“It was so wonderful to put on a live show with a real audience again, and this was the perfect cast to work with,” said Performing Arts Teacher Andrew Tyson, the production’s musical director, conductor and director. “The students were all supportive of one another and they truly worked together as an ensemble during this entire process. They showed up each and every day with smiles on their faces, ready to work.”
“Not only did these students put on an amazing performance, but they learned and practiced skills like cooperation, creative thinking, and communication,” added Performing Arts Teacher Lindy Toczko, who served as assistant director, stage manager, vocal coach and costume designer. “Not everyone realizes that every role, no matter how small, is important in a musical. It’s the ensemble, members gossiping, buying pies, and silently arguing over the price of a fish – that is what really makes a scene come to life.”
Eighth-grader Kayla Sanon, who took a star-turn as Belle, tackled three big numbers and showed great range of emotion as her character went from provincial village girl to courageous and empathetic heroine. “My favorite part of the experience was the strong sense of community created among our cast and crew. Everyone helped one another to be better individually and this teamwork translated into a better end result. I felt very supported and knew that it was a safe place to try to improve.”
In the role of Mrs. Potts, eighth-grader Anna Zhuperina effortlessly sang the musical’s titular song while Belle and The Beast waltzed their way to love in a tale as old as time.
Seventh-graders Lillian Kanter who played the marvelously goofy village lothario, Gaston, and Jack Beauclair who played his side-kick LeFou, had several musical numbers together and enjoyed “camping up” their performances.
“It was a lot of fun to play such a broad character,” said Lillian who wore her hair in a male pompadour style and did a lot of muscle flexing. The pair worked well in tandem adding laugh-out-loud elements of physical comedy to their shared scenes.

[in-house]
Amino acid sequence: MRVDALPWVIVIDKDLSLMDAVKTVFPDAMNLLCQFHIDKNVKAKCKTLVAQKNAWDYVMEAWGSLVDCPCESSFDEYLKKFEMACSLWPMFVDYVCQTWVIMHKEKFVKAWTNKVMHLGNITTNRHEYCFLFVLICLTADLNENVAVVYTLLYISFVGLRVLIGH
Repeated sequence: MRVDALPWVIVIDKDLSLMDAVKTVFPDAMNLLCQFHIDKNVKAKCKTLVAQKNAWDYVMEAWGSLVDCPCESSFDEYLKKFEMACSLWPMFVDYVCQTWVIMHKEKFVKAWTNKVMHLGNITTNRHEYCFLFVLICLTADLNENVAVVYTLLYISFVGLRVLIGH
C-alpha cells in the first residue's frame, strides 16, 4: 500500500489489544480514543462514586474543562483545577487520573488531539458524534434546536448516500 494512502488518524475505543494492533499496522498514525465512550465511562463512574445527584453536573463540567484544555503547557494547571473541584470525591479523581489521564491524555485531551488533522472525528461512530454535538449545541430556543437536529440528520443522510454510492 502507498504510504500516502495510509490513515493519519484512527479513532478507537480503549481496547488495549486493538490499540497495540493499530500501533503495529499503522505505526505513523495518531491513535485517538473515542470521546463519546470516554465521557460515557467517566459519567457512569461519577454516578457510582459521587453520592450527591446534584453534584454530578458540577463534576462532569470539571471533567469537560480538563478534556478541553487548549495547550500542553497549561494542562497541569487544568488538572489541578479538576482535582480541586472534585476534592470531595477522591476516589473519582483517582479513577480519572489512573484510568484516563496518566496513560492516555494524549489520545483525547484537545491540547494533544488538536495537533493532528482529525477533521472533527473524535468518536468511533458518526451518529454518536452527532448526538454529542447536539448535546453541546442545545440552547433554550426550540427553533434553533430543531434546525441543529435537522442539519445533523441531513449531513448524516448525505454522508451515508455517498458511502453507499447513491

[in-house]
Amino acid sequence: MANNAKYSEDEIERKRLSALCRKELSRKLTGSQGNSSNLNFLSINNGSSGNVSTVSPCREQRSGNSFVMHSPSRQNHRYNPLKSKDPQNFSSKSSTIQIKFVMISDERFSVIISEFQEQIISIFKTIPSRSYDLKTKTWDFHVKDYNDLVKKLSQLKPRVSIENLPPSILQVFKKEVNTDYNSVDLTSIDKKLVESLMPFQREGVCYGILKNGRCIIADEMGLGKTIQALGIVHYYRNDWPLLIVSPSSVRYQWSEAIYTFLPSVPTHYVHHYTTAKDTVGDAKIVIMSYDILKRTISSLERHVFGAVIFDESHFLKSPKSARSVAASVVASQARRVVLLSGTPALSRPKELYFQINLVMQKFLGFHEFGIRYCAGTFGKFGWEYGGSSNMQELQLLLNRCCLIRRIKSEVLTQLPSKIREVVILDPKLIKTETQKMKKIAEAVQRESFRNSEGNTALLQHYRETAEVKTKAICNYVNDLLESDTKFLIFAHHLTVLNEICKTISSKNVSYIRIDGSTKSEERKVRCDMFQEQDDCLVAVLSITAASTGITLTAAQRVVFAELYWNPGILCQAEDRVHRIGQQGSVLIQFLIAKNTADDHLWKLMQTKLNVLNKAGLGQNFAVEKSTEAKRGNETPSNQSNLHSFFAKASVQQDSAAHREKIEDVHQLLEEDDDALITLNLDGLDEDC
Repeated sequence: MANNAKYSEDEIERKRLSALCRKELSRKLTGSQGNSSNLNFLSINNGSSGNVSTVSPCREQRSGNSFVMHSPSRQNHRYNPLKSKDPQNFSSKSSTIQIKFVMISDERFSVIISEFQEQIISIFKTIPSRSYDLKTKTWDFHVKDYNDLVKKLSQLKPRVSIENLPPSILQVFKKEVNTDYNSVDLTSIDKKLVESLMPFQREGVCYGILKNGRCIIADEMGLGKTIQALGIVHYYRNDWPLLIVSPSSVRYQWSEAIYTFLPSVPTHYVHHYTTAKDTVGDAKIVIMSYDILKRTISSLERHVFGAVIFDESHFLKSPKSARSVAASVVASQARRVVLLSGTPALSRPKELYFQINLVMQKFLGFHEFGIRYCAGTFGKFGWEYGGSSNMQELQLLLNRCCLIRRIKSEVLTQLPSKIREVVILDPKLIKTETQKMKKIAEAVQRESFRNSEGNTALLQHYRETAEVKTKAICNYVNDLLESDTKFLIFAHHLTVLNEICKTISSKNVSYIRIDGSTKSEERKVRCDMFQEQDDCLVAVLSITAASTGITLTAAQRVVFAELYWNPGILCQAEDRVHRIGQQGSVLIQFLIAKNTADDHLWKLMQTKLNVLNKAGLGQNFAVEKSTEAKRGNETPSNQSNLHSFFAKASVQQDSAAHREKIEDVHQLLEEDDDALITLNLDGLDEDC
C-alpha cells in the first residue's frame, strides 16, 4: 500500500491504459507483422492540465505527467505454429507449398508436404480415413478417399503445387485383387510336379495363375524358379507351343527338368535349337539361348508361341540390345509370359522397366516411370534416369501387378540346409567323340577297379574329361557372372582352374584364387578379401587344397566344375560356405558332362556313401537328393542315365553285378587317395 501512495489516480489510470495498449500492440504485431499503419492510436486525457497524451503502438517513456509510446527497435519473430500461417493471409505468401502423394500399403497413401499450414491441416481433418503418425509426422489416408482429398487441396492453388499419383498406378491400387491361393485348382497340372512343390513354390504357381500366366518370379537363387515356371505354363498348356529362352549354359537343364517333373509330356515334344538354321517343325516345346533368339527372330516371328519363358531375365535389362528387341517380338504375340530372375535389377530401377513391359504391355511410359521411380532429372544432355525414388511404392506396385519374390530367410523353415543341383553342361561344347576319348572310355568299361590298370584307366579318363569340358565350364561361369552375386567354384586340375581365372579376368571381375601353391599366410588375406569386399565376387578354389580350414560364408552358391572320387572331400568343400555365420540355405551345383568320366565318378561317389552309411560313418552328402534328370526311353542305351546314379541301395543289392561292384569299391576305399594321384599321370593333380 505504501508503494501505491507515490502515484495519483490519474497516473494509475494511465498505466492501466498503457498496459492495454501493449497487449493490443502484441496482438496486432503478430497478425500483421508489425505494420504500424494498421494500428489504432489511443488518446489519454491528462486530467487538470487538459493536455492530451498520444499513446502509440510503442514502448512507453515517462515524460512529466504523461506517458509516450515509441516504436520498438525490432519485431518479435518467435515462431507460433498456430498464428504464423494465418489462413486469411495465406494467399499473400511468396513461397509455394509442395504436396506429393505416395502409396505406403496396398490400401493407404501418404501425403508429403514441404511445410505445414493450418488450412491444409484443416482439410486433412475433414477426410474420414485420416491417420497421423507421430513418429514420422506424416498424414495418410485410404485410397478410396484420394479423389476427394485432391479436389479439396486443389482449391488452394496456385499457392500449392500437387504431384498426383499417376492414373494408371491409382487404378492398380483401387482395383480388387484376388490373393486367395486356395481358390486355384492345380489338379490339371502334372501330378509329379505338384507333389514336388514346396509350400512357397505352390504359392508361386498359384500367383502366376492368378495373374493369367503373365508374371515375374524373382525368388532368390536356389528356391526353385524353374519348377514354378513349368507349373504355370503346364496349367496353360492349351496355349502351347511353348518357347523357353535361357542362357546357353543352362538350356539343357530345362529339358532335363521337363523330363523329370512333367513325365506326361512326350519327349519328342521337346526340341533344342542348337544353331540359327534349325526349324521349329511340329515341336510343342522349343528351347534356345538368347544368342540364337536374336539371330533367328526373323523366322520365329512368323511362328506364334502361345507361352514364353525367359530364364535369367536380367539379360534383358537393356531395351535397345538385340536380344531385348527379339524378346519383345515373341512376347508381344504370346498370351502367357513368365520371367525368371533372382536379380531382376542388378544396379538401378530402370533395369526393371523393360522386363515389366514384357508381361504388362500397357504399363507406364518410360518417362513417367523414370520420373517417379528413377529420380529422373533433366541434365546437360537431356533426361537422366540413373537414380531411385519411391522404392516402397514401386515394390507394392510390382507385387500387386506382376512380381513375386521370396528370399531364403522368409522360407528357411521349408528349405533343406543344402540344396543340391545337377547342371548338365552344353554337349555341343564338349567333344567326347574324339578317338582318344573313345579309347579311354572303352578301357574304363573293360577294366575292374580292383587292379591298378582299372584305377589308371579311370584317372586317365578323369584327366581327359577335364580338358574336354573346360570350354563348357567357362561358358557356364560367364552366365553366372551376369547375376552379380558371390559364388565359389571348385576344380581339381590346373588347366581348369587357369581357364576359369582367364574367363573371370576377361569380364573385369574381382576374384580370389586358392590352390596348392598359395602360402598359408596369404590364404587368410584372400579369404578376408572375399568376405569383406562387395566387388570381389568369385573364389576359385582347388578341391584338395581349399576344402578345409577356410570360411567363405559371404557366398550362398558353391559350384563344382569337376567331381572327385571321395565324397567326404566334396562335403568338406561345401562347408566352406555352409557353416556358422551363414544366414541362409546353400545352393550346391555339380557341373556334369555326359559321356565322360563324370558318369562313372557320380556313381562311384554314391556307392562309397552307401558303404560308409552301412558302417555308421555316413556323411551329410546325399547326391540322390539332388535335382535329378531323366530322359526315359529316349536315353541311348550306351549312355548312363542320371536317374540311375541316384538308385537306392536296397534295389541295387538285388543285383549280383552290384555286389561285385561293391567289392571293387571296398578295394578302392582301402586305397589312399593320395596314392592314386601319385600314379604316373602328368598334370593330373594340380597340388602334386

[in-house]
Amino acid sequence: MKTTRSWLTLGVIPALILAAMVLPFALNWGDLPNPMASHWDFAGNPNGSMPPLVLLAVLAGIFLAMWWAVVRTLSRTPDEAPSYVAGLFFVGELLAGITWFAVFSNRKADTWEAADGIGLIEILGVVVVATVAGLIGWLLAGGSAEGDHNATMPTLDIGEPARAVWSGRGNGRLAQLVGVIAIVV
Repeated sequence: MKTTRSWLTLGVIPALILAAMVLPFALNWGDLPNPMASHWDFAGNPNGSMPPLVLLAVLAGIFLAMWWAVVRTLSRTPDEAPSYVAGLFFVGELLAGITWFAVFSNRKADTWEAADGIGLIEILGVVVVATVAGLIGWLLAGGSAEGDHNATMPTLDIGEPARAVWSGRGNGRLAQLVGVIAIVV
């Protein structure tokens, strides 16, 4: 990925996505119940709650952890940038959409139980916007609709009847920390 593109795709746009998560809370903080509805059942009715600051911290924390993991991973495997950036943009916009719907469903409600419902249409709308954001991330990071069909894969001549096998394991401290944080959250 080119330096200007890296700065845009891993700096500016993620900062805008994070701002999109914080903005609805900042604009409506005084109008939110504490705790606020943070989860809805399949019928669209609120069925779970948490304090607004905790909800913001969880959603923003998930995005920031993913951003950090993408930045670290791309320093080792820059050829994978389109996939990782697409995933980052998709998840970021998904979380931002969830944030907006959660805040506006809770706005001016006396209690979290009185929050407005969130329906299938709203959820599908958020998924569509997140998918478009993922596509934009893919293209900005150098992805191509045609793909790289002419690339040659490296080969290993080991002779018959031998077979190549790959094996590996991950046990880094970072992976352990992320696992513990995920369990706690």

“One of the most fun parts of putting on a musical is seeing the creativity that each student brings to their character,” said Ms. Toczko. “Although each character is scripted with certain traits, Mr. Tyson and I encourage the students to incorporate their own ideas, whether that be a backstory, a strut or different accent. It is a proud moment when a student takes ownership of their character.”
“It wasn’t difficult to memorize the lines, to sing the songs or even to play a male character,” said Lillian during a break between performances. “What I found challenging were the transitions, but they got faster and easier with practice.”
Jack agreed that while comfortable with being onstage, there were some behind-the-scenes moments that he hadn’t anticipated. “The technical aspects of the production were an unexpected challenge. For example, getting the lav mics – which were taped onto my skin – off after each of the performances was surprisingly painful, but a small price to pay. I really liked everything else about it.”
In addition to Kayla (Belle), Jack (LeFou), Lillian (Gaston) and Anna (Mrs. Potts), cast members included Aubry Grant (Maurice), Daphne Upson (Chip), Ekaterina Bank (Silly Girl, Narrator), Opal Thompson (Babette), Addison McNear (Cogsworth), Caroline Coniglio (Ensemble), Consuelo Bowman (Madame de la Grande Bouche), Daley Keogh (Lumière), Harry Jellinek (The Beast), Julia Coniglio (Silly Girl, Narrator), Lillian Back (Silly Girl, Narrator), and Simeran Samra (Monsieur d'arque, Bookseller).
“Whenever we come to the end of a musical production there are a lot of emotions going around,'' continued Ms. Toczko. “The students are always excited to finally be performing, but also sad that it is over. Students that might have only been acquaintances across different grade levels become cast members, and then by the end they are an amazing group of friends. Together they learn to communicate a story through spoken text, but also through song, facial expressions, body language and they do it as a team.”
Additional faculty support was provided by Associate Performing Arts Teacher Brian Muller on piano; School Librarian Mary Ann Lansdale on costumes and stage management; Upper School Teacher and Advisor Elizabeth Carroll on rehearsals, costumes, sets, hair & makeup, and backstage management during the shows; Director of Safety and Security Josh Ziac on the sound board; Visual Arts Teacher Karen Wappler on backstage management and scenery; and Visual Arts Teacher Chris Lawler on sets. Additional musicians included Dimitri Moderbacher (bass) and Jason Holmes (drums) and the light board was operated by Brenna Pérez.